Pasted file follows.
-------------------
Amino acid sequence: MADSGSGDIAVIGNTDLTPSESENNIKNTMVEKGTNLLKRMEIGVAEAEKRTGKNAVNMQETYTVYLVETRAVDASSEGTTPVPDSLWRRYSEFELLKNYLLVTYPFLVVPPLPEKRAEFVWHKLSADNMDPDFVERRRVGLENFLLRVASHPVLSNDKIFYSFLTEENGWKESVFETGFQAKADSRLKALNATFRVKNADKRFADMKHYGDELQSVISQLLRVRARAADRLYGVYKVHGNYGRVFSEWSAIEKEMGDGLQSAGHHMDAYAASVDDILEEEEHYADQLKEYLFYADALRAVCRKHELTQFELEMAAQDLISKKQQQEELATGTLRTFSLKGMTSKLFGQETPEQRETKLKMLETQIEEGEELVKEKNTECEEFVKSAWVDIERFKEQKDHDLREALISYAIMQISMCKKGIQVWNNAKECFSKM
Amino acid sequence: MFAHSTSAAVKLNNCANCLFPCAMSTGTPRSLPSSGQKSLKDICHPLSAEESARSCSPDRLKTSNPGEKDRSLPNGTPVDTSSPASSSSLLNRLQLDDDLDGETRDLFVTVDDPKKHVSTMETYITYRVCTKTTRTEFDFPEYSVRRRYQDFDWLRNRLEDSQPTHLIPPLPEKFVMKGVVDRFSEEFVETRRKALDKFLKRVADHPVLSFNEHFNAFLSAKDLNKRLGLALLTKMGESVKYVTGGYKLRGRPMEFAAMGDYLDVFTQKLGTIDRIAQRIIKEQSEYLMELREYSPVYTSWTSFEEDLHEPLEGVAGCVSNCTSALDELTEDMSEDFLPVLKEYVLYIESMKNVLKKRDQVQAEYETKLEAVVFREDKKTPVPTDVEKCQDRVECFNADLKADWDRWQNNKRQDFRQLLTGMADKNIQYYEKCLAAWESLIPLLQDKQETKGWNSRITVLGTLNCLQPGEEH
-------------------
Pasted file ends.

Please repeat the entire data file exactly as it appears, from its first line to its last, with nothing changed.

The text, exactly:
Amino acid sequence: MADSGSGDIAVIGNTDLTPSESENNIKNTMVEKGTNLLKRMEIGVAEAEKRTGKNAVNMQETYTVYLVETRAVDASSEGTTPVPDSLWRRYSEFELLKNYLLVTYPFLVVPPLPEKRAEFVWHKLSADNMDPDFVERRRVGLENFLLRVASHPVLSNDKIFYSFLTEENGWKESVFETGFQAKADSRLKALNATFRVKNADKRFADMKHYGDELQSVISQLLRVRARAADRLYGVYKVHGNYGRVFSEWSAIEKEMGDGLQSAGHHMDAYAASVDDILEEEEHYADQLKEYLFYADALRAVCRKHELTQFELEMAAQDLISKKQQQEELATGTLRTFSLKGMTSKLFGQETPEQRETKLKMLETQIEEGEELVKEKNTECEEFVKSAWVDIERFKEQKDHDLREALISYAIMQISMCKKGIQVWNNAKECFSKM
Amino acid sequence: MFAHSTSAAVKLNNCANCLFPCAMSTGTPRSLPSSGQKSLKDICHPLSAEESARSCSPDRLKTSNPGEKDRSLPNGTPVDTSSPASSSSLLNRLQLDDDLDGETRDLFVTVDDPKKHVSTMETYITYRVCTKTTRTEFDFPEYSVRRRYQDFDWLRNRLEDSQPTHLIPPLPEKFVMKGVVDRFSEEFVETRRKALDKFLKRVADHPVLSFNEHFNAFLSAKDLNKRLGLALLTKMGESVKYVTGGYKLRGRPMEFAAMGDYLDVFTQKLGTIDRIAQRIIKEQSEYLMELREYSPVYTSWTSFEEDLHEPLEGVAGCVSNCTSALDELTEDMSEDFLPVLKEYVLYIESMKNVLKKRDQVQAEYETKLEAVVFREDKKTPVPTDVEKCQDRVECFNADLKADWDRWQNNKRQDFRQLLTGMADKNIQYYEKCLAAWESLIPLLQDKQETKGWNSRITVLGTLNCLQPGEEH